Sally wrongly believed that since her job was basically only gathering and reporting information, she did not need to motivate people to do this. Mike’s, physical presence alone was able to motivate people but if Sally wanted to be successful, she would need basic selling skills to make people want to deliver that same information. She was not going to be successful without selling her job to the others.
Unfortunately this example is more the rule than the exception. In management we need to motivate people to deliver. Good sales skills help us learn how to motivate people. We sell them their own ideas so that they motivate themselves. This is good management and this is a sales. Use the example above to help you understand why sales skills are critical in almost every position for women.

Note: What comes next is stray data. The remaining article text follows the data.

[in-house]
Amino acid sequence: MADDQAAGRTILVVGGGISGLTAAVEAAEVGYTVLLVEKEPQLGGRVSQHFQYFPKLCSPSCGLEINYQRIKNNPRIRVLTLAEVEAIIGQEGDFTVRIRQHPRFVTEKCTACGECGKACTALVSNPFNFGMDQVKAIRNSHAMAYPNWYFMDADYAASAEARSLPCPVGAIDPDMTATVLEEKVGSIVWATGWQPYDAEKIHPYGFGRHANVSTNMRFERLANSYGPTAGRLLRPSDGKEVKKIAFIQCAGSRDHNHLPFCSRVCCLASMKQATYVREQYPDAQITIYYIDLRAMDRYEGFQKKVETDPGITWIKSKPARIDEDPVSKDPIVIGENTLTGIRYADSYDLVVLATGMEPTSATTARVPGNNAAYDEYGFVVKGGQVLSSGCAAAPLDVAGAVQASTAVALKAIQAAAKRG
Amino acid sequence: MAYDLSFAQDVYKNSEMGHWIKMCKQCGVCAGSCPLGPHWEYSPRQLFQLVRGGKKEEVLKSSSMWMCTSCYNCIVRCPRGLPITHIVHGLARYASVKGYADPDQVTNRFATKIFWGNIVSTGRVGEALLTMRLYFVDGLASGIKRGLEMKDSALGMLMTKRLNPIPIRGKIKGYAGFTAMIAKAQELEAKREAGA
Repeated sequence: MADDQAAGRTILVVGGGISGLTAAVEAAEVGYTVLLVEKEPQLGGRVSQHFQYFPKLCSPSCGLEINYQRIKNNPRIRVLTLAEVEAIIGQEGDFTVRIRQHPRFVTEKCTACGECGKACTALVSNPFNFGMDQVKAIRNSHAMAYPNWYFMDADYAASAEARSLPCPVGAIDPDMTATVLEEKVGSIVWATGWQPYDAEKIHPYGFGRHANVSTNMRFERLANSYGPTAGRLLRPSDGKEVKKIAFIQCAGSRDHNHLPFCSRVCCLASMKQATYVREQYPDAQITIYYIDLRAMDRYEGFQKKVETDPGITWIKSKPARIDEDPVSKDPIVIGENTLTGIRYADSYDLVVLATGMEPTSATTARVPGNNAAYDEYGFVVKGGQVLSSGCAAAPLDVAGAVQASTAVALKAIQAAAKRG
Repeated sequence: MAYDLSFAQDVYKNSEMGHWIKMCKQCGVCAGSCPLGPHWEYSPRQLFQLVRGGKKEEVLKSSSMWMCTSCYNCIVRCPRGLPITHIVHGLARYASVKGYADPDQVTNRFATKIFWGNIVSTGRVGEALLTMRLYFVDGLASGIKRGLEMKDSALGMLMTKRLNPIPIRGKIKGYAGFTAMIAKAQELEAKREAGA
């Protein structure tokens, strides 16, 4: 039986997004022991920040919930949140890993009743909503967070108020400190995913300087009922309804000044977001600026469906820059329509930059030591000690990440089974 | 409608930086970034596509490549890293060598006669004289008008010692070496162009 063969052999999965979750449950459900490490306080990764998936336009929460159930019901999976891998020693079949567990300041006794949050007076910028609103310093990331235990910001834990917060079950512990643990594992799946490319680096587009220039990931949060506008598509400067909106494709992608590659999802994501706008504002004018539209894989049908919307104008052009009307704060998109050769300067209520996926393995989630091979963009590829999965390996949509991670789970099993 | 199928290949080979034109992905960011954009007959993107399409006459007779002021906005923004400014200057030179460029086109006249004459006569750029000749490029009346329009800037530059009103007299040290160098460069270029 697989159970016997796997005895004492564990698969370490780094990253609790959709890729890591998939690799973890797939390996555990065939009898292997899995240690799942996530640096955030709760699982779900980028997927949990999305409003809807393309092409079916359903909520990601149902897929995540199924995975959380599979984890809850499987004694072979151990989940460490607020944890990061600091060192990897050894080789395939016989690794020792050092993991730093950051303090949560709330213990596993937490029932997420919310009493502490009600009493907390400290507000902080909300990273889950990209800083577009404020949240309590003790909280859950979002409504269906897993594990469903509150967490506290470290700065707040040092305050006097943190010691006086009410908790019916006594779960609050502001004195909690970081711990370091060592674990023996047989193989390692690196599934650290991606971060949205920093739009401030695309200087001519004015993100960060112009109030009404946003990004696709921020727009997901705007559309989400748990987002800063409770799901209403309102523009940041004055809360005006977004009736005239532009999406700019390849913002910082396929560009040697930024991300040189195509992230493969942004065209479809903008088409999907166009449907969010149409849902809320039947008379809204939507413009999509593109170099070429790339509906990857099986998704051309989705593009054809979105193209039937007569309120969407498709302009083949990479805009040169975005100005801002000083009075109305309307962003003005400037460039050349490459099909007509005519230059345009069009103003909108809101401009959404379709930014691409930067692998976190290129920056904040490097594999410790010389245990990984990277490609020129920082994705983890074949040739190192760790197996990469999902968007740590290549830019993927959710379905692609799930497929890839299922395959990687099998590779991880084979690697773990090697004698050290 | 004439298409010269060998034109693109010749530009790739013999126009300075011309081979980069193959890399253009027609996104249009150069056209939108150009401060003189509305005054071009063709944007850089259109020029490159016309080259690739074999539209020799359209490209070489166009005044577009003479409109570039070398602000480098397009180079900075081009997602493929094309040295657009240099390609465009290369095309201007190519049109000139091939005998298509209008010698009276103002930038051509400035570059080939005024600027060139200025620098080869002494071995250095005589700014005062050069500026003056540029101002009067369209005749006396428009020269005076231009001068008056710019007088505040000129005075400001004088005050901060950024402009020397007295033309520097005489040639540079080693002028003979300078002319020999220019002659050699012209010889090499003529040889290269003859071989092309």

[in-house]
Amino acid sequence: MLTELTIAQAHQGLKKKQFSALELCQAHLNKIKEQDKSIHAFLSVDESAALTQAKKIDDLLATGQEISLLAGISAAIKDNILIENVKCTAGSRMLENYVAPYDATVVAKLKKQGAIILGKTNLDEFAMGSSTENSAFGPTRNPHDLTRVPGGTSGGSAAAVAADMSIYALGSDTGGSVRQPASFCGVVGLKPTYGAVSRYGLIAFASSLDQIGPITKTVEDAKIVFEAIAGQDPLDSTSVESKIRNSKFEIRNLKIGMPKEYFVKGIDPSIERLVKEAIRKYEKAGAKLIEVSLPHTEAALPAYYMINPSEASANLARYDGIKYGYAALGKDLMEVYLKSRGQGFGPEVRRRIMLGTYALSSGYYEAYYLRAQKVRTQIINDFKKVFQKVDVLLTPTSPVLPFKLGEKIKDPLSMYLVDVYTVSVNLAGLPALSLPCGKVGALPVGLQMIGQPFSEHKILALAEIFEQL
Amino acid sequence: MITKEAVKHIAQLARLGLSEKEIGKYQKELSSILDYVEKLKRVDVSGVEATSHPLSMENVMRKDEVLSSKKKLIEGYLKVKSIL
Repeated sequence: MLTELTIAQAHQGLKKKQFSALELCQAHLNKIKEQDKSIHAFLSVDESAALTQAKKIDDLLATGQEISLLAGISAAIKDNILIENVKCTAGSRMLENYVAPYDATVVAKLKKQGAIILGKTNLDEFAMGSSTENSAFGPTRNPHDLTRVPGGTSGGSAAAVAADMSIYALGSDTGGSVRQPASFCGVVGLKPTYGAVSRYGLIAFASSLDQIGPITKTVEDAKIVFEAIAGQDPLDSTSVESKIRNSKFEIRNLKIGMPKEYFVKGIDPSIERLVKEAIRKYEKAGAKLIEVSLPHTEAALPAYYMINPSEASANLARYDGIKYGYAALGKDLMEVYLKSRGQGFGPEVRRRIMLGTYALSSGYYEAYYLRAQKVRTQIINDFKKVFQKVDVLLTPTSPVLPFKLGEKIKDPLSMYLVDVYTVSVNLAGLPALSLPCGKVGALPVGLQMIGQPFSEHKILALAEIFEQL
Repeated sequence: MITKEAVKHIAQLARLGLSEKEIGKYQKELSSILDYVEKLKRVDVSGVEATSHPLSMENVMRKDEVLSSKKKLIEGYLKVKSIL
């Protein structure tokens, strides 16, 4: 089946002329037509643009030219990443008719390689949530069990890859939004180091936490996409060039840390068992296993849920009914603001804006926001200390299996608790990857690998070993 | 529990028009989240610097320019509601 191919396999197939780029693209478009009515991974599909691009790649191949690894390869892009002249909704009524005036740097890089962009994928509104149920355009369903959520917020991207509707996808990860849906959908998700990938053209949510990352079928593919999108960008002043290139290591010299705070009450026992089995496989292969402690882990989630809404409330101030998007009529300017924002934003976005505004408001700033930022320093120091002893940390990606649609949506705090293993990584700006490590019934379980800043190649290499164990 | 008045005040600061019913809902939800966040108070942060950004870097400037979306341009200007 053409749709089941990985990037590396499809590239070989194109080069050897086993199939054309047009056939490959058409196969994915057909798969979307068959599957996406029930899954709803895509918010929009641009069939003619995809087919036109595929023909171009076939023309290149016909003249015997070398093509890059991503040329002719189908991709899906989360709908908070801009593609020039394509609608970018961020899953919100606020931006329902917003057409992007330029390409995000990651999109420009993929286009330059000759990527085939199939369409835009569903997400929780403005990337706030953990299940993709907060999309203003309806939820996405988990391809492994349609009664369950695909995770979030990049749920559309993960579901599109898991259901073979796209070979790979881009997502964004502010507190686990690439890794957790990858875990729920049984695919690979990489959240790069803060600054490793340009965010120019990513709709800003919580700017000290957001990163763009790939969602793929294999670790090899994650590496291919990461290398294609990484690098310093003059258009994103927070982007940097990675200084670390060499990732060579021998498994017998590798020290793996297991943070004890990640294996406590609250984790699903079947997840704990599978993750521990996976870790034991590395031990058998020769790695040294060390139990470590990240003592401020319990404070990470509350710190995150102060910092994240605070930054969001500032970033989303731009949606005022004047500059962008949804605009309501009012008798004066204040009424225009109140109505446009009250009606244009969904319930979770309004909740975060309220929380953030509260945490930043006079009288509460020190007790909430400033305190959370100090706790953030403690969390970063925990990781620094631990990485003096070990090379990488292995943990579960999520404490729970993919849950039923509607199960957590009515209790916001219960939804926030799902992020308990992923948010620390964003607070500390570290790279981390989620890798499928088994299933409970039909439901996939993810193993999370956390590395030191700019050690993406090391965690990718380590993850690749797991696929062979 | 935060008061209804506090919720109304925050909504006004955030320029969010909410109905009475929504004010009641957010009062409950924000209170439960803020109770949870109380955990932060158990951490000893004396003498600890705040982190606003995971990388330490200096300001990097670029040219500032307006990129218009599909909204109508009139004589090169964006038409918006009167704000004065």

Women want to achieve, move ahead and do their jobs but they do not live in an isolated world. Success often does not depend on your own skills alone but on the getting others to deliver what is necessary to do the job.
Good sales skills can help achieve this.
1. Good sales skills begin with understanding the needs and motivations of others, no matter if it is a customer, a colleagues or your boss. Open-ended questions, observation of the environment, body language and noticing other small aspects will help to determine the needs of others. As in the situation above, understanding the needs means understanding someone else’s job and priorities are. Sally was never going to be successful without understanding what the driving factor behind the others failure to deliver was.